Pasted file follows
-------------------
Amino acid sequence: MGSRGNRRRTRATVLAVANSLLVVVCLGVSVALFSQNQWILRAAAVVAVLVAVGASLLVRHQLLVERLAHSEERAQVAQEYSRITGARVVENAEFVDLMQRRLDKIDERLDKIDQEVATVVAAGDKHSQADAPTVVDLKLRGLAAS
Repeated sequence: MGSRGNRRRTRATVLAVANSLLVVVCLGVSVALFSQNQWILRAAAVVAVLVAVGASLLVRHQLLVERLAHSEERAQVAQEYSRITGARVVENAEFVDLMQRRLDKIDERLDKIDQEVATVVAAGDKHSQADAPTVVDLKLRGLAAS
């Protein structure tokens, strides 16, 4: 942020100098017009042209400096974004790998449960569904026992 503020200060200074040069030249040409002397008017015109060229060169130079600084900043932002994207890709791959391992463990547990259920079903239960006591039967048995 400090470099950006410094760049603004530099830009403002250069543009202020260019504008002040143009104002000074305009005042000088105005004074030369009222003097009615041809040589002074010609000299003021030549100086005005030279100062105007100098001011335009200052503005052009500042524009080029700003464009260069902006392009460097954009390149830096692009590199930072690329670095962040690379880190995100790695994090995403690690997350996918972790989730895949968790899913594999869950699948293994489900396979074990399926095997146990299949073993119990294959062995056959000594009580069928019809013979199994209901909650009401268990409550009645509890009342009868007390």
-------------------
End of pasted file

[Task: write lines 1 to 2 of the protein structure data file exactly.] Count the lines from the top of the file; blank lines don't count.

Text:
Amino acid sequence: MGSRGNRRRTRATVLAVANSLLVVVCLGVSVALFSQNQWILRAAAVVAVLVAVGASLLVRHQLLVERLAHSEERAQVAQEYSRITGARVVENAEFVDLMQRRLDKIDERLDKIDQEVATVVAAGDKHSQADAPTVVDLKLRGLAAS
Repeated sequence: MGSRGNRRRTRATVLAVANSLLVVVCLGVSVALFSQNQWILRAAAVVAVLVAVGASLLVRHQLLVERLAHSEERAQVAQEYSRITGARVVENAEFVDLMQRRLDKIDERLDKIDQEVATVVAAGDKHSQADAPTVVDLKLRGLAAS